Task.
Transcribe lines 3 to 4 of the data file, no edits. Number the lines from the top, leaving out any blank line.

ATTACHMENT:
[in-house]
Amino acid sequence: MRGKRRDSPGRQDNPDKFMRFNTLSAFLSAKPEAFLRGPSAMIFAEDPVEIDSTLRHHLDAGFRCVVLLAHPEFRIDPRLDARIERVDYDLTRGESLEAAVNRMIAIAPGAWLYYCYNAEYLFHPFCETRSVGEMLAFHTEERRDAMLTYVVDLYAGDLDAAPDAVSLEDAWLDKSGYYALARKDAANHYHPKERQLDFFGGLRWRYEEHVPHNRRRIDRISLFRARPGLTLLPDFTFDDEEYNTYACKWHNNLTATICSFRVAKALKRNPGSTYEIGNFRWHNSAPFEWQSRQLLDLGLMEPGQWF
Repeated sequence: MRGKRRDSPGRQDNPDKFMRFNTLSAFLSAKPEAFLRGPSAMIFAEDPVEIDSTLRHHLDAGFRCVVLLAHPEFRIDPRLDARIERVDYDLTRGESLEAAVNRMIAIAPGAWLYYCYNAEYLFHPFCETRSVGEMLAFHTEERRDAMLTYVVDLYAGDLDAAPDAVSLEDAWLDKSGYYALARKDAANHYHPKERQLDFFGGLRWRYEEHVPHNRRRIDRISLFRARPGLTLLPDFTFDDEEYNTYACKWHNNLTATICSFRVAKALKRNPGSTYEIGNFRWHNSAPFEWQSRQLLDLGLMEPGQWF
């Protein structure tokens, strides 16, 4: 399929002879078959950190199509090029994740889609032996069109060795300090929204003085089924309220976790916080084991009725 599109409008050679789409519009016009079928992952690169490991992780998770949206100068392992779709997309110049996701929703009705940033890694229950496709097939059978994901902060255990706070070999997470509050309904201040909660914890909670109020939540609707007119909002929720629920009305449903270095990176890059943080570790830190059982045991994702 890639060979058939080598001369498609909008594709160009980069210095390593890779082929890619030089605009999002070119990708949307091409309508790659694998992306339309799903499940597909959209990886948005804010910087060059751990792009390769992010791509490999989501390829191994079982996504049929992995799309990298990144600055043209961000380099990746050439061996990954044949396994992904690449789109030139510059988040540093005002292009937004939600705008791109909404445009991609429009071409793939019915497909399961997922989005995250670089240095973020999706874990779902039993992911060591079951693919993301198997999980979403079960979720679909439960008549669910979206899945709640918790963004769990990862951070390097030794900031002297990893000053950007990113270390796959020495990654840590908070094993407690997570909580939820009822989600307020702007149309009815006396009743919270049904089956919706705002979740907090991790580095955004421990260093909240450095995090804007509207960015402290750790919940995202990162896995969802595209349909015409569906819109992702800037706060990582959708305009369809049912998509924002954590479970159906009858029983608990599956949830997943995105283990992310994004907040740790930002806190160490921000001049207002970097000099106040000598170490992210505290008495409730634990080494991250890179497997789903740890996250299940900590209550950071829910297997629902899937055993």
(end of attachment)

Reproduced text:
Repeated sequence: MRGKRRDSPGRQDNPDKFMRFNTLSAFLSAKPEAFLRGPSAMIFAEDPVEIDSTLRHHLDAGFRCVVLLAHPEFRIDPRLDARIERVDYDLTRGESLEAAVNRMIAIAPGAWLYYCYNAEYLFHPFCETRSVGEMLAFHTEERRDAMLTYVVDLYAGDLDAAPDAVSLEDAWLDKSGYYALARKDAANHYHPKERQLDFFGGLRWRYEEHVPHNRRRIDRISLFRARPGLTLLPDFTFDDEEYNTYACKWHNNLTATICSFRVAKALKRNPGSTYEIGNFRWHNSAPFEWQSRQLLDLGLMEPGQWF
């Protein structure tokens, strides 16, 4: 399929002879078959950190199509090029994740889609032996069109060795300090929204003085089924309220976790916080084991009725 599109409008050679789409519009016009079928992952690169490991992780998770949206100068392992779709997309110049996701929703009705940033890694229950496709097939059978994901902060255990706070070999997470509050309904201040909660914890909670109020939540609707007119909002929720629920009305449903270095990176890059943080570790830190059982045991994702 890639060979058939080598001369498609909008594709160009980069210095390593890779082929890619030089605009999002070119990708949307091409309508790659694998992306339309799903499940597909959209990886948005804010910087060059751990792009390769992010791509490999989501390829191994079982996504049929992995799309990298990144600055043209961000380099990746050439061996990954044949396994992904690449789109030139510059988040540093005002292009937004939600705008791109909404445009991609429009071409793939019915497909399961997922989005995250670089240095973020999706874990779902039993992911060591079951693919993301198997999980979403079960979720679909439960008549669910979206899945709640918790963004769990990862951070390097030794900031002297990893000053950007990113270390796959020495990654840590908070094993407690997570909580939820009822989600307020702007149309009815006396009743919270049904089956919706705002979740907090991790580095955004421990260093909240450095995090804007509207960015402290750790919940995202990162896995969802595209349909015409569906819109992702800037706060990582959708305009369809049912998509924002954590479970159906009858029983608990599956949830997943995105283990992310994004907040740790930002806190160490921000001049207002970097000099106040000598170490992210505290008495409730634990080494991250890179497997789903740890996250299940900590209550950071829910297997629902899937055993």